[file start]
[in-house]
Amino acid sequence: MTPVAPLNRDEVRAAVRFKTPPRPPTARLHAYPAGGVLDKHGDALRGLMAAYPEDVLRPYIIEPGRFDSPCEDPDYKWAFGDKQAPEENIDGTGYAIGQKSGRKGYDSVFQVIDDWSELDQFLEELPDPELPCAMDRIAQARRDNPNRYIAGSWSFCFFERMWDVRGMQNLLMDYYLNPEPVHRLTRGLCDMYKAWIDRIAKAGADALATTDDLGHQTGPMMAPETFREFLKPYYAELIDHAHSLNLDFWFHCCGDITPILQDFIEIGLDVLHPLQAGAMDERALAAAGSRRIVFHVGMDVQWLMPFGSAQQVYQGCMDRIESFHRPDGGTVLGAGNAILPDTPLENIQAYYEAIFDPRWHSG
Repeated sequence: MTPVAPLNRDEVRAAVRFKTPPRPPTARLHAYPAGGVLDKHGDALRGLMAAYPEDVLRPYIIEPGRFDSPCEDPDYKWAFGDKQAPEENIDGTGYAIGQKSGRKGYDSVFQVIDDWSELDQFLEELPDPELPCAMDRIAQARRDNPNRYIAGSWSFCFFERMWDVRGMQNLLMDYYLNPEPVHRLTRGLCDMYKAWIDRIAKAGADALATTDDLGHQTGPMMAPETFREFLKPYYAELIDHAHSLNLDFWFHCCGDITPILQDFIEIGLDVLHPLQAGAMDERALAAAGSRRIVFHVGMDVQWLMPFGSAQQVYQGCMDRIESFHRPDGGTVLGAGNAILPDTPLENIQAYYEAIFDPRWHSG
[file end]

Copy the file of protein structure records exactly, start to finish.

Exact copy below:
[in-house]
Amino acid sequence: MTPVAPLNRDEVRAAVRFKTPPRPPTARLHAYPAGGVLDKHGDALRGLMAAYPEDVLRPYIIEPGRFDSPCEDPDYKWAFGDKQAPEENIDGTGYAIGQKSGRKGYDSVFQVIDDWSELDQFLEELPDPELPCAMDRIAQARRDNPNRYIAGSWSFCFFERMWDVRGMQNLLMDYYLNPEPVHRLTRGLCDMYKAWIDRIAKAGADALATTDDLGHQTGPMMAPETFREFLKPYYAELIDHAHSLNLDFWFHCCGDITPILQDFIEIGLDVLHPLQAGAMDERALAAAGSRRIVFHVGMDVQWLMPFGSAQQVYQGCMDRIESFHRPDGGTVLGAGNAILPDTPLENIQAYYEAIFDPRWHSG
Repeated sequence: MTPVAPLNRDEVRAAVRFKTPPRPPTARLHAYPAGGVLDKHGDALRGLMAAYPEDVLRPYIIEPGRFDSPCEDPDYKWAFGDKQAPEENIDGTGYAIGQKSGRKGYDSVFQVIDDWSELDQFLEELPDPELPCAMDRIAQARRDNPNRYIAGSWSFCFFERMWDVRGMQNLLMDYYLNPEPVHRLTRGLCDMYKAWIDRIAKAGADALATTDDLGHQTGPMMAPETFREFLKPYYAELIDHAHSLNLDFWFHCCGDITPILQDFIEIGLDVLHPLQAGAMDERALAAAGSRRIVFHVGMDVQWLMPFGSAQQVYQGCMDRIESFHRPDGGTVLGAGNAILPDTPLENIQAYYEAIFDPRWHSG